‘We’re in dire straits’: Mandurah grandmother’s healthcare worries

Speaking out: Mandurah grandmother June Henderson is worried about the Mandurah health care system and her elderly friends. Photo: Carla Hildebrandt.
Speaking out: Mandurah grandmother June Henderson is worried about the Mandurah health care system and her elderly friends. Photo: Carla Hildebrandt.

A 77-year-old Mandurah grandmother has spoken out about her frightening experience in the Peel Health Campus emergency department (ED), two-and-a-half years later, because she said the hospital was “in dire straits” and was “getting worse”.

June Henderson, who has diverticular disease, moved to Belswan retirement village to be close to the hospital, but has since lost faith in the health system, she said.

June said she was made to wait bleeding heavily from her rectum and in pain, for about four-hours in the health campus ED, on the evening of September 23, 2015.

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She said her daughter was told they would have to wait for another two hours to be seen, so she went home to shower and sleep because she was “feeling weak and dizzy”.

June’s doctor called the health campus the following day about the incident, and the staff member told her to return to the ED, where she was was admitted for two days, she said.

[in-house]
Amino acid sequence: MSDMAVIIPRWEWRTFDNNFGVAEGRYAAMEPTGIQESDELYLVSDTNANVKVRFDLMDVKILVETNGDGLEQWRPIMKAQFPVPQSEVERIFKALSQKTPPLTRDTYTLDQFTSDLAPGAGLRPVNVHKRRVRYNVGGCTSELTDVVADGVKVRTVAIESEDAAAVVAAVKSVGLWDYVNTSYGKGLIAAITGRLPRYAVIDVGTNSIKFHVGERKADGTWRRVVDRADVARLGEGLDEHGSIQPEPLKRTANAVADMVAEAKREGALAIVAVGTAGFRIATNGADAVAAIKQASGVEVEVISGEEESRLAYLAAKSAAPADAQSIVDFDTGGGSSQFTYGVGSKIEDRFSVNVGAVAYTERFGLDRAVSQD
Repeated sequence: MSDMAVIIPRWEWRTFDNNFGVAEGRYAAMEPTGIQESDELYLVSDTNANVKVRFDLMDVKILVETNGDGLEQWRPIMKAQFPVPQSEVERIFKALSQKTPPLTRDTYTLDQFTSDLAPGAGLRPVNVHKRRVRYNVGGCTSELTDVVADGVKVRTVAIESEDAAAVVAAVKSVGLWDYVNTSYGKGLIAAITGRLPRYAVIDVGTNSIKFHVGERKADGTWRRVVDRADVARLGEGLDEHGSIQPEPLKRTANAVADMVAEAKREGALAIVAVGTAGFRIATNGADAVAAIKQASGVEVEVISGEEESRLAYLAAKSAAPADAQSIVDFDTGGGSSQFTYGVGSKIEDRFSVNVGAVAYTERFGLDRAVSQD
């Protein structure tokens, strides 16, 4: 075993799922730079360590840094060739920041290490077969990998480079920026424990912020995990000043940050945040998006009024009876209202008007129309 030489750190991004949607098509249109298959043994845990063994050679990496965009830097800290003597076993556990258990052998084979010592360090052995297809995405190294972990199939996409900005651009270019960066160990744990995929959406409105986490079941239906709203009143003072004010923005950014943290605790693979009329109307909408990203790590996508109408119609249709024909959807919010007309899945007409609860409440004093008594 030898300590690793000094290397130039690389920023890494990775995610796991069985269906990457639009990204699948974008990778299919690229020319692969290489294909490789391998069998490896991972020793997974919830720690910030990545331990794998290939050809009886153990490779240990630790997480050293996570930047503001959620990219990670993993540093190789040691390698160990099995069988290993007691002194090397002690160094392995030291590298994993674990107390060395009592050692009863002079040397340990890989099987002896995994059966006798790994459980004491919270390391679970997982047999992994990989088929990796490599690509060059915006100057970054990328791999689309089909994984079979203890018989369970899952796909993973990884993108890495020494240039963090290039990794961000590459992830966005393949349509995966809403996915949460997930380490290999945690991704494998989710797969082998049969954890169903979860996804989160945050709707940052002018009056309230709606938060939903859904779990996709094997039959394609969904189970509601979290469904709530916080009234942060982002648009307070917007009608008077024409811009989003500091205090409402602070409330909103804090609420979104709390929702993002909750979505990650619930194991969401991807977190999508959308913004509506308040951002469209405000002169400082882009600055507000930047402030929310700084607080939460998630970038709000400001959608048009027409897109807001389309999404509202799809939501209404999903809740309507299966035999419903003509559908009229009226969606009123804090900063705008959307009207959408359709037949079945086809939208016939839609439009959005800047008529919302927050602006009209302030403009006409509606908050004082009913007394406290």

Two weeks later, she was admitted to the health campus again for similar issues, and was told by a doctor she would have to return at a later date for a colonoscopy.

“They didn’t know when I could get a colonoscopy there because the wait list was so long,” she said.

Rather than wait for an appointment, June booked an appointment in Perth through her private health insurance.

“Luckily I had private health insurance, because so many people here don’t,” she said. “It’s not fair on people here who don’t have it.”

June said about six-weeks later, she received a phone call from Peel Health Campus saying she could have a colonoscopy in a further two weeks time.

She did not submit a complaint in 2015, and decided to speak up now because she said it had become evident the health campus “desperately needed more resources”.

“The staff are wonderful but we’re in dire straits here,” she said. “Imagine what it will be like in ten years.

“I’m really worried...I have friends in here (the retirement village) and they’re worried. It’s just going to get worse.

“As were getting older, we’re going to need more and more care.”

Peel Health Campus spokesperson Annie Palmer said colonoscopies were categorised according to clinical urgency.

Ms Palmer said the ED, like other hospitals, experienced peak periods.

“As is the situation with most other hospital emergency departments, the ED at PHC experiences two peaks in attendance at around 10am and 4 to 5pm,” she said.